There are 500 digits in our spoken digit database and for very large odd values of \(n\), there are 253 \({{\bf{R}}}_{\sigma }\) vectors with one \({R}_{f\tau ,\sigma }=1\) and 247 with one \({R}_{f\tau ,\sigma }=-\,1\). For each of these vectors, all other elements are mapped to zero. For large even values of \(n\), all the 500 \({{\bf{R}}}_{\sigma }\) contain one \({R}_{f\tau ,\sigma }=1\) with all others equal to zero. In this large-exponent limit, the classification task is simple to understand. The non-linearity selects the largest magnitude frequency/time component from the transformed audio file. If this component is constant between speakers, the digit can be identified. For large values of \(n\), there are 2 different success rate values depending on the parity of \(n\). As shown in the inset of Fig. 2b, for large values of \(\alpha \) \((\alpha > 1000)\), the success rate behaviour tends to a square function alternating between very low values (12%) around odd values of \(\alpha \), i.e. α \([2n+0.5,2n+1.5]\), and a slightly higher value (25.8%) around even values of \(\alpha \), i.e. for α \([2n-0.5,2n+0.5]\), where \(n\in {\mathbb{N}}\) (for large values of \(\alpha \), when \(\alpha =n+0.5\), the success rate is not defined). The difference arises because of the random phases that arise from the Fourier transform. For even \(n\), the phases are irrelevant, but for odd \(n\), sometimes the value gets mapped to one and sometimes to minus one, making it much more difficult to classify.

Overall, as shown in Fig. 2(b), for a wide range of values of \(\alpha \), the non-linearity drastically improves the recognition rate. In particular, the recognition rate is very high for low exponents \(\alpha \). An optimum non-linearity is reached for \(\alpha =0.2\) providing the highest recognition rate of 88%, which is comparable to those obtained for the cochleagram.

We use a \(t\)-Distributed Stochastic Neighb our Embedding (\(t\)-SNE) technique27 to represent our \({N}_{f}\) channels data in a 2D plot (see Fig. 3) in order to visualise how the data separation occurs and understand the recognition capacity of the different filtering methods. \(t\)-SNE is a nonlinear dimensionality reduction technique used for embedding high-dimensional data into a low-dimensional space of two or three dimensions. During the data reduction, the probability of two vectors to be neighbours is conserved, allowing visualisation of the structure in the data. Each digit is represented by coloured dots for all data points of the utterances. For instance, Fig. 3a shows that for the spectrogram with \(\alpha =1\) (linear) for which the recognition rate is about 10% (random choice), there is no data separation as all the coloured points seem to be randomly distributed. In particular the digits of a same class do not form separated clusters. On the other hand, for the spectrogram with \(\alpha =0.2\) (optimal non-linearity), data separation can clearly be seen in Fig. 3b correlating with the better recognition rate of 88% compared to the linear spectrogram \((\alpha =1)\). Furthermore, \(t\)-SNE shows data separation capability for both the cochleagram and the MFCC filter. As shown in Fig. 3c,d, well defined clusters corresponding to the spoken digits appear and corroborate the high recognition rates exhibited by the two filtering methods.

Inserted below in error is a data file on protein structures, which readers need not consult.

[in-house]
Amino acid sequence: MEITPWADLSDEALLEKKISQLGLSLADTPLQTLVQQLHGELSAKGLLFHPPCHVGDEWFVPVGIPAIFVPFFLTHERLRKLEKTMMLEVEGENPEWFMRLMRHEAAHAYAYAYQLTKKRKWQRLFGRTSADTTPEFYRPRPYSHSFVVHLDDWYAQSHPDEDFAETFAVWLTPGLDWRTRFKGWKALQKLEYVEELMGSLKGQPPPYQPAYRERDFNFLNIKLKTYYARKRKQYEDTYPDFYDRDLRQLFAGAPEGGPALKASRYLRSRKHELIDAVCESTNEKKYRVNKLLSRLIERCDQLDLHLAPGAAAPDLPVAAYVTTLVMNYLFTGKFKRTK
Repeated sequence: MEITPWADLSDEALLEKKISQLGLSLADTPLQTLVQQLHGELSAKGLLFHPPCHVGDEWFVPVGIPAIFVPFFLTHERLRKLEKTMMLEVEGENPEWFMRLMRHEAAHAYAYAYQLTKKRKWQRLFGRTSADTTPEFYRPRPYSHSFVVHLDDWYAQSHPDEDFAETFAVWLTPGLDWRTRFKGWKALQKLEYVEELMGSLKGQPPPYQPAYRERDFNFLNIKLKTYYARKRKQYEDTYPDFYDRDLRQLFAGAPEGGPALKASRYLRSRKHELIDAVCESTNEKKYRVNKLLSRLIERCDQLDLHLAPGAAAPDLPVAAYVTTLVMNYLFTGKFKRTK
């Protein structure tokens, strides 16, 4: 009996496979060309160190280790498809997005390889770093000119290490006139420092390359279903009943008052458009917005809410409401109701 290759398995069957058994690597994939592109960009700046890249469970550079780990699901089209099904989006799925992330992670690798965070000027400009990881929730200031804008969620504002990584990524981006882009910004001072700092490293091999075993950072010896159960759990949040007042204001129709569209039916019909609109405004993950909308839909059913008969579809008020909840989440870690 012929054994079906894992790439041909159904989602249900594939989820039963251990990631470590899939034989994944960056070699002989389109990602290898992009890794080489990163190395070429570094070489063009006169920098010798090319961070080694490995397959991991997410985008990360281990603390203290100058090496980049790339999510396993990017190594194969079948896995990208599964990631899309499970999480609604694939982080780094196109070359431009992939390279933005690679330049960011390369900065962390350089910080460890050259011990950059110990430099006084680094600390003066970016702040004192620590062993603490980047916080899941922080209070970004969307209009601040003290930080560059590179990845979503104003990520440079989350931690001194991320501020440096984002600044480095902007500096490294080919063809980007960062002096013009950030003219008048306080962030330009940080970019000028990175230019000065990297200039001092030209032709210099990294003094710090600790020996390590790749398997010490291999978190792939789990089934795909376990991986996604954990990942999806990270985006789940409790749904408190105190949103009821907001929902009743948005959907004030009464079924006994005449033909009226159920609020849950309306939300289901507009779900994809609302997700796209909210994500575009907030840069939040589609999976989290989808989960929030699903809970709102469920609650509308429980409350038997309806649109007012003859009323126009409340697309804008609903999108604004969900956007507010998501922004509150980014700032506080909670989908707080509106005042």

Figure 3

2D representation of the two \(t\)-SNE components for: (a) the spectrogram with \(\alpha =1\), (b) the spectrogram with \(\alpha =0.2\), (c) the cochleagram, and (d) the MFCC filtering methods.

To summarise this section, we show that the non-linear transformation applied to the input data by the MFCC filter and the cochleagram plays a similar role as the non-linear nodes in the reservoir neural network prior to the linear classifier. We highlight that these stand-alone feature extractors perform data separation due to their internal non-linear transformations. We indeed obtain recognition performance that are close to what is found with these approaches by adding a simple non-linear transformation to the individual elements of the conventional spectrogram. Depending on the non-linearity, the recognition rate can strongly vary from around 10% to 95.8%.

Neural network: Reservoir computing based on non-linear oscillators

Having shown that non-linear filtering methods can by themselves achieve high recognition rates, we turn to evaluating the gain in overall performance provided by a reservoir neural network taking as inputs the output of these acoustic filters. We implement the reservoir with a single non-linear oscillator6. In this approach, recurrent chains of non-linear transformations occur in time instead of space. The loss of parallelism is compensated by time-multiplexing, in turn requiring that the input be preprocessed. To do that, each point of interval \(\tau \) in Fig. 1(b) is multiplied by a random binary matrix (of dimensions \({N}_{f}\times {N}_{\theta }\)) to induce transient behaviour. This transformation is linear and does not affect the final recognition rate. Each point of the input audio file is converted in a binary sequence of duration \(\tau \) composed of \({N}_{\theta }=400\) points separated by time steps \(\theta \). The time step \(\theta \) is set shorter than the relaxation time of the oscillator to keep the oscillator in the transient regime and generate temporal cascades at each sequence \(\tau \) of the pre-processed input.